To extend one step further in negative thinking, every space (even the empty space) is (2)(-2)-connected, and precisely a weakly contractible space (but not the empty space) is (2)(-2)-truncated.

A weakly contractible space is an Eilenberg–MacLane space in every degree, and these are the only Eilenberg–MacLane spaces in degree \infty or 1-1. In degree 00, they are the pointed discrete spaces (and those weakly homotopy equivalent to such). In degree 11, they are (up to weak homotopy equivalence) precisely the classifying spaces of groups. And so on.


In low dimensions

The 00th homotopy ‘group’ π 0(X,a)\pi_0(X,a) can be identified with the set of all path components of XX, with the component containing aa as the basepoint. Similarly, the fundamental 0-groupoid Π 0(X)\Pi_0(X) is the set of all path components without a chosen basepoint. Note that Π 0(X)\Pi_0(X) is traditionally written π 0(X)\pi_0(X), even without a basepoint.

The 11st homotopy group π 1(X,a)\pi_1(X,a) is precisely the fundamental group of XX at aa. This is the original example from which all others derived. It was once written simply π(X,a)\pi(X,a) with the π\pi standing for Poincaré, who invented it.

At least, that's where I think that it comes from … —Toby

Of the circle

The first homotopy group of the circle S 1S^1 is the group of integers.

π 1(S 1). \pi_1(S^1) \simeq \mathbb{Z} \,.

A formalization of a proof of this in homotopy type theory is in (Shulman).

Of spheres

See homotopy groups of spheres.


In the early years of the 20th century it was known that the nonabelian fundamental group π 1(X,a)\pi_1(X,a) of a space XX with base point aa was useful in geometry and complex analysis. It was also known that the abelian homology groups H n(X)H_n(X) existed for all n0n \geq 0 and that if XX is connected then H 1(X)H_1(X) is isomorphic to the abelianisation of any π 1(X,a)\pi_1(X,a).

Consequently it was hoped to generalise the fundamental group to higher dimensions, producing nonabelian groups whose abelianisations would be the homology groups.

In 1932, E. Čech proposed a definition of higher homotopy groups using maps of spheres, but the paper was rejected for the Zurich ICM since it was found that these groups π n(X,a)\pi_n(X,a) were abelian for n2n \geq 2, and so do not generalise the fundamental group in the way that was originally desired. Nonetheless, they have proved to be extremely important in homotopy theory, although more difficult to compute in general than homology groups. See weak homotopy equivalence.


It was early realised that the fundamental groupoid Π 1(X)\Pi_1(X) operates on the family of groups {π n(X,a)|aX}\{\pi_n(X,a) | a \in X\} which should thus together be regarded as a module over π 1(X,a)\pi_1(X,a).

A key property of homotopy groups is the Whitehead theorem: if f:XYf:X \to Y is a map of connected m-cofibrant spaces (spaces each of the homotopy type of a CW complex), and ff induces isomorphisms π n(X,a)π n(Y,f(a))\pi_n(X,a) \to \pi_n(Y,f(a)) for some aa and all n1n \geq 1, then ff is a homotopy equivalence.

However, the homotopy groups by themselves, even considering the operations of π 1\pi_1, do not characterise homotopy types. See also algebraic homotopy theory.

See also the Freudenthal suspension theorem.

Some general nonsense

Using the Eckmann-Hilton duality between cohomology and homotopy (as an operation) one may discuss homotopy groups along the same lines as the discussion of cohomology groups (see there).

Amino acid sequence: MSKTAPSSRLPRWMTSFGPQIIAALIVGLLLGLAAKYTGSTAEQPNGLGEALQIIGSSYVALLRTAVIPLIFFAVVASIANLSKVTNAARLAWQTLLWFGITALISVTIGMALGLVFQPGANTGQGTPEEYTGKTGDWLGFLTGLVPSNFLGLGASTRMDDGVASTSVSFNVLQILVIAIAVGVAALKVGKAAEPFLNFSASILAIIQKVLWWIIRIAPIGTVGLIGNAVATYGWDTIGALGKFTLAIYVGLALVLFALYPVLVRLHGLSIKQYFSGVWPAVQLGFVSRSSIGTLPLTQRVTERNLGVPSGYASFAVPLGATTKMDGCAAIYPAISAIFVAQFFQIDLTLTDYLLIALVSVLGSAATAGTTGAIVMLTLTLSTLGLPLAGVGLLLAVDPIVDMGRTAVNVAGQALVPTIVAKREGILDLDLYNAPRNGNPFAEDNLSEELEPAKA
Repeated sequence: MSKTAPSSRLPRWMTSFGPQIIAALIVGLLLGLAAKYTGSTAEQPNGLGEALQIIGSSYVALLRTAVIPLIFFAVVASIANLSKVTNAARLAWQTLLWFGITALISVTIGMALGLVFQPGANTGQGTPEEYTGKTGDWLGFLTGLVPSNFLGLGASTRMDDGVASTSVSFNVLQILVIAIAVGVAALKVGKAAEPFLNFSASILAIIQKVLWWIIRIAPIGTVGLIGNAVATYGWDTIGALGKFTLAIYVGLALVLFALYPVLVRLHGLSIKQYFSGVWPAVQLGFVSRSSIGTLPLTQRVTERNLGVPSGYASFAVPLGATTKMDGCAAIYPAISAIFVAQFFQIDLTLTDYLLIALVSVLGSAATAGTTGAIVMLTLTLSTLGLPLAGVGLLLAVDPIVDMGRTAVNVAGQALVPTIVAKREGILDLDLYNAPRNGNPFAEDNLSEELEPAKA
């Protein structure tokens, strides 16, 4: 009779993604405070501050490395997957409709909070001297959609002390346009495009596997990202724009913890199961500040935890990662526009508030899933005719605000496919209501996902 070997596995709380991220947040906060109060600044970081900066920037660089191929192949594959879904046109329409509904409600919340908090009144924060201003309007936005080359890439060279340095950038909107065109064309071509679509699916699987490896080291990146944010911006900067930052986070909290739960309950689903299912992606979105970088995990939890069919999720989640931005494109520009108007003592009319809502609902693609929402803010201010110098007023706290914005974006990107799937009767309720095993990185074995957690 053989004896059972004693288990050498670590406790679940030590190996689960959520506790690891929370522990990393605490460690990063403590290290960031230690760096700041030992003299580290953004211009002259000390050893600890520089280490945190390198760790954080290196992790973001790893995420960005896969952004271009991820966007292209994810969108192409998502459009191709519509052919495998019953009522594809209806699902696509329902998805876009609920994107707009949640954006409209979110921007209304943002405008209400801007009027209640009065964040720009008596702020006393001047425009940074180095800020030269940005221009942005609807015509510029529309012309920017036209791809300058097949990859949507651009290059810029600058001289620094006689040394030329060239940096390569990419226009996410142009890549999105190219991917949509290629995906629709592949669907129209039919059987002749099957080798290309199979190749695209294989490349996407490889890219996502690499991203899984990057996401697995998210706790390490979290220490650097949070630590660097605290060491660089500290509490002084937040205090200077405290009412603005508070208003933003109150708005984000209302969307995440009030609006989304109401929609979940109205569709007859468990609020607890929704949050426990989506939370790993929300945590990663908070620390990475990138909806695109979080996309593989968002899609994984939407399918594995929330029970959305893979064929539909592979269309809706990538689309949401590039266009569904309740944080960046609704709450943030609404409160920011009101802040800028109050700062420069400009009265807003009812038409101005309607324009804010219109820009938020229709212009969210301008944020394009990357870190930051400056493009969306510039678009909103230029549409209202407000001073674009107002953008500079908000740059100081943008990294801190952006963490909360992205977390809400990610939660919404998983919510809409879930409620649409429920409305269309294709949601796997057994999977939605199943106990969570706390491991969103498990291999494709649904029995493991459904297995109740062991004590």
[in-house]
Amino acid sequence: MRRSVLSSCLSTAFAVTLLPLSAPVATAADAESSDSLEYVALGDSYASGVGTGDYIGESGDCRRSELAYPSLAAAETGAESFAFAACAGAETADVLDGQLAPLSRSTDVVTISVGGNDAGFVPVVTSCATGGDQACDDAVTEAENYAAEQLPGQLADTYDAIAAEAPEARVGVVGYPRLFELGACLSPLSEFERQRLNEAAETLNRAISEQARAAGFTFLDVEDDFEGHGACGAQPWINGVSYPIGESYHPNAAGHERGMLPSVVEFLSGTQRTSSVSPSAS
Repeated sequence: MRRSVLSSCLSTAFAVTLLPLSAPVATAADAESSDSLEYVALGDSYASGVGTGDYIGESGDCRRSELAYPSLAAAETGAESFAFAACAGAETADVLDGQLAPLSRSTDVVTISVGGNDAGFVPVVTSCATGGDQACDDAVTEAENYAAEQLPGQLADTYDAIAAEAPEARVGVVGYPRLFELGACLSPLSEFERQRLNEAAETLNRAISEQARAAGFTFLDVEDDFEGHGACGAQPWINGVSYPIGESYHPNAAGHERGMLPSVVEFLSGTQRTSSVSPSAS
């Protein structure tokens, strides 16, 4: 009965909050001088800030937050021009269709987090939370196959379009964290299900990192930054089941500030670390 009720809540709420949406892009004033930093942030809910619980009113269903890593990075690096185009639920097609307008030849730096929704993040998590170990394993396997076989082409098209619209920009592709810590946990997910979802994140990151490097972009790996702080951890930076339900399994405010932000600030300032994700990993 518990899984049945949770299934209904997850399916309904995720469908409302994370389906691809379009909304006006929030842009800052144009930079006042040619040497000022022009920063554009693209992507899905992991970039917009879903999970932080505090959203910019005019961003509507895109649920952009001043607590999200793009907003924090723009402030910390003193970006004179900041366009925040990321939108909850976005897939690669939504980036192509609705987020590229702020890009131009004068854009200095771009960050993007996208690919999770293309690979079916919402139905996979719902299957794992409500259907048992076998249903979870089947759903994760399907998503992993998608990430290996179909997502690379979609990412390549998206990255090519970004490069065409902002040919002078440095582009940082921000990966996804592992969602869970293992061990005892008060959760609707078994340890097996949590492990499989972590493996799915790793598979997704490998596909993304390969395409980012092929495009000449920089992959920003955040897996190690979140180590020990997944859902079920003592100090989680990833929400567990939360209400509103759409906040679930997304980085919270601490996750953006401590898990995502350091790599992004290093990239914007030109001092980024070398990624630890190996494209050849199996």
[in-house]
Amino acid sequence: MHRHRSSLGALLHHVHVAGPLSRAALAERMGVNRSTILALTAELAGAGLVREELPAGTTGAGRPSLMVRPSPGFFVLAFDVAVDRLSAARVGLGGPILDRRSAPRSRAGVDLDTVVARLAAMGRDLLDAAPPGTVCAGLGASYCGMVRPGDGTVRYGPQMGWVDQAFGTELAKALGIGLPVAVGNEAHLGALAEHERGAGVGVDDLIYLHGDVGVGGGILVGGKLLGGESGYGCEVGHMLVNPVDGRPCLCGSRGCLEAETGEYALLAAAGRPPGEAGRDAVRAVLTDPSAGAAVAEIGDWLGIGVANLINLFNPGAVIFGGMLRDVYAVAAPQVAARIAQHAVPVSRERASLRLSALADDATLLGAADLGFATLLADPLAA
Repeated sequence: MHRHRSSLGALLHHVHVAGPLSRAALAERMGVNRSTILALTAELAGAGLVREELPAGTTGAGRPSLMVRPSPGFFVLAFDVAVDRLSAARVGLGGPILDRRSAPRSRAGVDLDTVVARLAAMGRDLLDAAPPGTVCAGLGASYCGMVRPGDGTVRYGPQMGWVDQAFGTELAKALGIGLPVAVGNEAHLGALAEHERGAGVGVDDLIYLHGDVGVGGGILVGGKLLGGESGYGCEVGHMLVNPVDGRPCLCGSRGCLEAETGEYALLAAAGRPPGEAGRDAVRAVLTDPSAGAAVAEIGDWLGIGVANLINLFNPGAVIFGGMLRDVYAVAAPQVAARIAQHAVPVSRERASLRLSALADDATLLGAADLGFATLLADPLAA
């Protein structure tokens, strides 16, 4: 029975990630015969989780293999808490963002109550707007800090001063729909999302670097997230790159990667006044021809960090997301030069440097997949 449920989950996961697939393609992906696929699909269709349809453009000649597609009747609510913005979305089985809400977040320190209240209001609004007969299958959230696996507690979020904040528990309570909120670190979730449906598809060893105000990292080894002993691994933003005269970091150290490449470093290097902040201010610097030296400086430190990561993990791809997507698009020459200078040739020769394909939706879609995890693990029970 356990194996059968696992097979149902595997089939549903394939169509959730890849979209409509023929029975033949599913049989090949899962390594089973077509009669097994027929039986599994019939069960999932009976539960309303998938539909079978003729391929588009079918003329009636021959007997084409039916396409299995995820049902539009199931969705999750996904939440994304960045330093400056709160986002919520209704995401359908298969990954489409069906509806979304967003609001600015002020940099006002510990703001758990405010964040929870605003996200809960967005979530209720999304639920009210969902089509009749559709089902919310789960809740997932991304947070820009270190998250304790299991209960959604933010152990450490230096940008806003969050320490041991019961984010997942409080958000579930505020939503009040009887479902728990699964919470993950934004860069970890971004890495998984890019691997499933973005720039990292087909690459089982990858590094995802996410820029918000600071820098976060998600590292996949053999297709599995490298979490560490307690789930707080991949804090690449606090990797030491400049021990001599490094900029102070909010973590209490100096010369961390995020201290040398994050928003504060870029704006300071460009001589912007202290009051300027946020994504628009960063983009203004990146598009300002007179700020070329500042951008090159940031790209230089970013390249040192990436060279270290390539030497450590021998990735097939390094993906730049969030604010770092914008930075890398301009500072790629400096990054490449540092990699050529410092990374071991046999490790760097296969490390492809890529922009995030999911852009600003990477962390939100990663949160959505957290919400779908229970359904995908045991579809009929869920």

From that perspective we might say that:

for B,XB, X any two objects in an (∞,1)-topos H\mathbf{H}, the “homotopy of XX with co-coefficients BB” is the hom-set

π H(X,B):=H(B,X):=π 0H(B,X), \pi_H(X,B) := H(B,X) := \pi_0 \mathbf{H}(B,X) \,,

where π H\pi_H denotes the homotopy category of H\mathbf{H}.

For the special case that the object BB here is a co-group object, this homotopy set π(X,B)\pi(X,B) naturally inherits the structure of a group.

The standard example is that where B=S nB = S^n is the nn-sphere. This naturally comes with an co-group structure up to homotopy, which is precisely the structure underlying the co-category structure of the interval object and more generally that underlying the mechanism of the Trimble n-category.

As opposed to cohomology where people are used to talking about generalized cohomology, “homotopy” usually just means this ordinary homotopy for B=S nB = S^n.



On the early history of the notion of the higher homotopy groups (beyond the fundamental group):

“At a meeting in Vienna in 1931 Čech gave a paper in which he described certain groups from the homotopy point of view. He had no applications of these groups. Moreover, he had only one theorem, that they were commutative. And he was persuaded by people, and we know that Alexandroff played a role here, that they could not be interesting, because it was thought that any information that could be obtained from Abelian groups must come from the homology. Hurewicz redefined the homotopy groups and immediately gave important applications in a series of four notes which were intended as preliminary publications. In that series of four papers he showed the significance of what we now call obstruction theory.”

Modern accounts (for more see at homotopy theory):

With an eye towards application in mathematical physics:

Formalization in HoTT

Homotopy groups and their properties can naturally be formalized in homotopy type theory. In this context a proof that π 1(S 1)\pi_1(S^1)\simeq \mathbb{Z} is in

and a proof that

π k(S n){0 fork<n fork=n\pi_k(S^n) \simeq \left\{ \array{ 0 & for \;k \lt n \\ \mathbb{Z} & for\; k = n} \right.

is in

Last revised on November 17, 2023 at 07:18:36. See the history of this page for a list of all contributions to it.